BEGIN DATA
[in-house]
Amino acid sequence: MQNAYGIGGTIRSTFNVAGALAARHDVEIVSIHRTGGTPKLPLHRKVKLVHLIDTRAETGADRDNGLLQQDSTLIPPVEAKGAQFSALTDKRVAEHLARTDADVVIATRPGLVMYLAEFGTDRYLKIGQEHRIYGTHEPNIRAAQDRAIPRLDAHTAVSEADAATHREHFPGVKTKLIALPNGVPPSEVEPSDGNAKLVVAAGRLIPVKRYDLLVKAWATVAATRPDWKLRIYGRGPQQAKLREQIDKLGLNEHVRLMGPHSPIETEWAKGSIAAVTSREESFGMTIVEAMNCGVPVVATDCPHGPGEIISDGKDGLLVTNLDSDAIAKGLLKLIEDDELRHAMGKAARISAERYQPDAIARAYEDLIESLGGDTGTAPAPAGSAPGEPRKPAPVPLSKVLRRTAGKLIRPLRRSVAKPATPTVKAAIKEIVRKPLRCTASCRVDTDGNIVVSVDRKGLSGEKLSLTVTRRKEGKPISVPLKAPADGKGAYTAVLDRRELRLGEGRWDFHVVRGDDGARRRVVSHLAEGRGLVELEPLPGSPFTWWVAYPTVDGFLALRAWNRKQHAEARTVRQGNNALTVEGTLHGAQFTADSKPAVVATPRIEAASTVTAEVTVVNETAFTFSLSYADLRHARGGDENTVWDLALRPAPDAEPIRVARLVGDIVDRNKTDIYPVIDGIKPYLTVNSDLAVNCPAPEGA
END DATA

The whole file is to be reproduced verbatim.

[in-house]
Amino acid sequence: MQNAYGIGGTIRSTFNVAGALAARHDVEIVSIHRTGGTPKLPLHRKVKLVHLIDTRAETGADRDNGLLQQDSTLIPPVEAKGAQFSALTDKRVAEHLARTDADVVIATRPGLVMYLAEFGTDRYLKIGQEHRIYGTHEPNIRAAQDRAIPRLDAHTAVSEADAATHREHFPGVKTKLIALPNGVPPSEVEPSDGNAKLVVAAGRLIPVKRYDLLVKAWATVAATRPDWKLRIYGRGPQQAKLREQIDKLGLNEHVRLMGPHSPIETEWAKGSIAAVTSREESFGMTIVEAMNCGVPVVATDCPHGPGEIISDGKDGLLVTNLDSDAIAKGLLKLIEDDELRHAMGKAARISAERYQPDAIARAYEDLIESLGGDTGTAPAPAGSAPGEPRKPAPVPLSKVLRRTAGKLIRPLRRSVAKPATPTVKAAIKEIVRKPLRCTASCRVDTDGNIVVSVDRKGLSGEKLSLTVTRRKEGKPISVPLKAPADGKGAYTAVLDRRELRLGEGRWDFHVVRGDDGARRRVVSHLAEGRGLVELEPLPGSPFTWWVAYPTVDGFLALRAWNRKQHAEARTVRQGNNALTVEGTLHGAQFTADSKPAVVATPRIEAASTVTAEVTVVNETAFTFSLSYADLRHARGGDENTVWDLALRPAPDAEPIRVARLVGDIVDRNKTDIYPVIDGIKPYLTVNSDLAVNCPAPEGA